To better understand how a stopcock works, click here.

This photo shows an example of good separation between the two layers - the typical case.

•The ground glass joint of the separatory funnel is one of the few cases where grease is not used (it contaminates the organic layer).

•The student has removed the stopper prior to draining. Not removing the stopper is the most common mistake (not a serious one since nothing happens). [The second most frequent mistake is pouring the sample into the funnel with the stopcock open (then something surely happens).]

•If ever in doubt about which layer is which, do a simple test: use a pipet to add a few drops of one layer to 1 or 2 mL of water in a test tube. If it doesn't mix, that is the organic layer.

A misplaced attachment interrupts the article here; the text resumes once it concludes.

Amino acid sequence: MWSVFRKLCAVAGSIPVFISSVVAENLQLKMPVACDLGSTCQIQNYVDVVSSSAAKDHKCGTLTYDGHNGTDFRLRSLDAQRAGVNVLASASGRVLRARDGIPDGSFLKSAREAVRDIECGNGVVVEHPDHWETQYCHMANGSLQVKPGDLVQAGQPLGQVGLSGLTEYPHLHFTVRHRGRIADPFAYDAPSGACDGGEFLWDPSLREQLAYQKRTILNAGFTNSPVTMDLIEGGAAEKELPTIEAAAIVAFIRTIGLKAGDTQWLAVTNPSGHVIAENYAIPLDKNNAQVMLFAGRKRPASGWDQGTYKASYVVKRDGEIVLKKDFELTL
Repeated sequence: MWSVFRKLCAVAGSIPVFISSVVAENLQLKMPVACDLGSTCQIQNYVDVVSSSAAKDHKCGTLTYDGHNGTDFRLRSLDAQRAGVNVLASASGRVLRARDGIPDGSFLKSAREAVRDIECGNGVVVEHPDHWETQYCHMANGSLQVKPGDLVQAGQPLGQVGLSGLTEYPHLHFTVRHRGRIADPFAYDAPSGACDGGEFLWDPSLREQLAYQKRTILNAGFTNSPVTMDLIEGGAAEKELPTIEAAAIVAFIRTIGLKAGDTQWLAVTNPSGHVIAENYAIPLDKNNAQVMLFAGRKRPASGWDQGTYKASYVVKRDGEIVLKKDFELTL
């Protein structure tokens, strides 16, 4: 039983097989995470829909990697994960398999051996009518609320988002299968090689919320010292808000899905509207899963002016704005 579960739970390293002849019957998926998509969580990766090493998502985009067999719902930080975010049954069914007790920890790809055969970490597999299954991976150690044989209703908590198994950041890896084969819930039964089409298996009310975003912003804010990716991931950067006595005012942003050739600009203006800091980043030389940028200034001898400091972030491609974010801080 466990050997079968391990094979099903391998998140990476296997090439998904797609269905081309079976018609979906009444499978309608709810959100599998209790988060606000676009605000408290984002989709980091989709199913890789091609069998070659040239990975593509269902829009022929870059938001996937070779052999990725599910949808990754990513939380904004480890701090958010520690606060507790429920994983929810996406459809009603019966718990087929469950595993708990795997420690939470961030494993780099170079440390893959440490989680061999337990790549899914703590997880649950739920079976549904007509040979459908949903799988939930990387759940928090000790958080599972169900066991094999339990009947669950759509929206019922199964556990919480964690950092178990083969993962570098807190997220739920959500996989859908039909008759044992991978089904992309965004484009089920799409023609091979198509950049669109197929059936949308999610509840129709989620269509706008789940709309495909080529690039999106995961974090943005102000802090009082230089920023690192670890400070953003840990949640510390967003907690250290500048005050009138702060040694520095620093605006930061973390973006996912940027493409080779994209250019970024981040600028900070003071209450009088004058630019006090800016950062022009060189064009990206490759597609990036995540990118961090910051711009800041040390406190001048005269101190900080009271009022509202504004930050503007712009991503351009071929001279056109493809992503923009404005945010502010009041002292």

•Label the flasks into which the layers are drained to avoid confusion.



©2001,2002 Daniel A. Straus

  This photo shows a case in which an emulsion has formed, making it difficult to separate the layers. [The droplets of the two phases are slow to coalesce; it can take a long time for separation to occur.]

One method that is often used to break up an emulsion is to add some salt (use NaCl) to increase the ionic strength of the aqueous layer. Add some* solid NaCl, shake to dissolve, and let stand to separate.

*Avoid using too much - look up the solubility of sodium chloride in water, estimate your volume, and use well less than the maximum amount.

In the research laboratory, an emulsion can be one of the most annoying complications one encounters. Like a stripped bolt when doing an engine tune-up, a stubborn emulsion can turn a simple workup into a lengthy operation. No one technique works in all cases, but addition of a few milliliters of alcohol sometimes helps and gravity filtration through glass wool can be helpful.

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